Sugar Arts Shine in Charlotte

In conjunction with the 36th annual International Cake Exploration Societe's (ICES) Convention in Charlotte, North Carolina, twenty talented cake decorators presented themselves for an exam that would challenge their skills and ultimately lead some to be named Certified Sugar Artists. Among them was Chef Mark Seaman, Chef Instructor at The French Pastry School of Kennedy-King College. After the eight hour exam in which he built two fully decorated fondant and buttercream cakes and one sugar showpiece, Chef Seaman was awarded the highest possible title of Certified Master Sugar Artist (CMSA) at the Formal Awards Banquet on Saturday, August 6th. He was honored among the international attendees and charged with the duties of each newly-minted Master: to continue his own endeavors for excellence and to encourage these high standards in future sugar artists through teaching and dedication to the art. He and other French Pastry School representatives were present throughout the convention giving demos and promoting education in all of the pastry arts.

Preparation started last year when Chef Seaman decided that, after 12 years of experience in the field, he was ready to pursue the title. Each chef, all active members of ICES, was required to present a three-tiered fondant-covered cake, a one-tiered buttercream cake and one non-cake display piece that could be made of sugar or chocolate. They were evaluated not only on their progressive design and mastery of a variety of techniques but also on their organization, cleanliness and how closely they followed their original plan. Over a year of strategizing with his assistant, Keli Fayard of Vanille Pâtisserie, Chef Seaman revised his program several times, drawing on inspiration from his frequent travels to France and Turkey.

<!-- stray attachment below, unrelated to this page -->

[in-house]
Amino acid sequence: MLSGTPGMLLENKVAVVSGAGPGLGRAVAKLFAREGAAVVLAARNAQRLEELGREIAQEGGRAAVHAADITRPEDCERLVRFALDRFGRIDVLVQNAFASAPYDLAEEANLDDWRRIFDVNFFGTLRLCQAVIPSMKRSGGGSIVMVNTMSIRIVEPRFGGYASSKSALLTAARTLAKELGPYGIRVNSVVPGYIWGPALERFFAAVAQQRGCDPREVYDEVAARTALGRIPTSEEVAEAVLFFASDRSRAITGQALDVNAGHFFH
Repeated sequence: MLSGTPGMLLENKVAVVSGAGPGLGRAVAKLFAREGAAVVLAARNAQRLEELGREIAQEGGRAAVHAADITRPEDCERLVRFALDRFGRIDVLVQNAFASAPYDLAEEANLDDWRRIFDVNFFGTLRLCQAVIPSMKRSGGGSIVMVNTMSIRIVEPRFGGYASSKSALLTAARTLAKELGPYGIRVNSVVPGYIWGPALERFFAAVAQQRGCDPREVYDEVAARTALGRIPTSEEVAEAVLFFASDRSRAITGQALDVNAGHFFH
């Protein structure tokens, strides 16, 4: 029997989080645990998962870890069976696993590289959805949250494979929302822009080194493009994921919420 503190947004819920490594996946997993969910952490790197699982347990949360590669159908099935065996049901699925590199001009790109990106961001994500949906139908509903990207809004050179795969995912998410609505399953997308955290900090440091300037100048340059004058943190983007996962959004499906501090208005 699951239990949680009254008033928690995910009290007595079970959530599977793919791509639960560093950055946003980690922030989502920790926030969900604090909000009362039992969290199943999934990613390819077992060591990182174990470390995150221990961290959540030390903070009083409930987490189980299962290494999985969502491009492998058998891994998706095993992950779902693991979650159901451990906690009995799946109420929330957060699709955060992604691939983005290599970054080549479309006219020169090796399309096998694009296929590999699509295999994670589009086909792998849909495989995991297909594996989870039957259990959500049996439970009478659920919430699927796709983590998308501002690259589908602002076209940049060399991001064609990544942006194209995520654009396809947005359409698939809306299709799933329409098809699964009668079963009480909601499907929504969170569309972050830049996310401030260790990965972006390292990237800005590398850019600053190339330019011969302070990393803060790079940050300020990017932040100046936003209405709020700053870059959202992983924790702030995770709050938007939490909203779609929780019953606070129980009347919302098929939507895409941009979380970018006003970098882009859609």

Seaman opted to make a classic three-tiered wedding cake decorated with his signature royal icing bridge and extension work. He crafted flourishing pink peonies and a delicate moth orchid out of gumpaste; both botanically-correct flowers rested atop his cake in a pressed sugar vase. His sugar showpiece with its deep blues, greens and reds, had an underwater theme complete with a blown sugar jelly fish and its shimmering, twisty tentacles. His one-tiered buttercream cake was a playful piece with some unexpected applications.

“I wanted to use classical techniques and make them more contemporary. Quilling, for example, is an ancient paper art which curls strips of paper into spiral designs. It was first used by religious orders and cake decorators borrowed the idea using gumpaste instead of paper. Most of the time, we use it to make flowers so I wanted to try something different.” The sides of his cake were accented with elegantly quilled gumpaste Fleurs de Lis but the show-stealer was the cake topper: a quilled French Poodle, who was affectionately called “FiFi.”

As he developed these new ideas, Chef Mark shared them with his students in The French Pastry School’s Professional Cake Decorating and Baking Program, L’Art du Gâteau . Not wasting any time on his promise to instruct future cake artists, Chef Mark was already giving demos of pulled sugar, gumpaste flowers and monogrammed plaques only two days after completing his exam. His students were the international crowd of the ICES convention; most of the 1800 registered attendees return to the convention every year to pick up the latest techniques from the world over. The visitors included many sponsors and graduates of The French Pastry School but also people brand new to the art of cake decorating.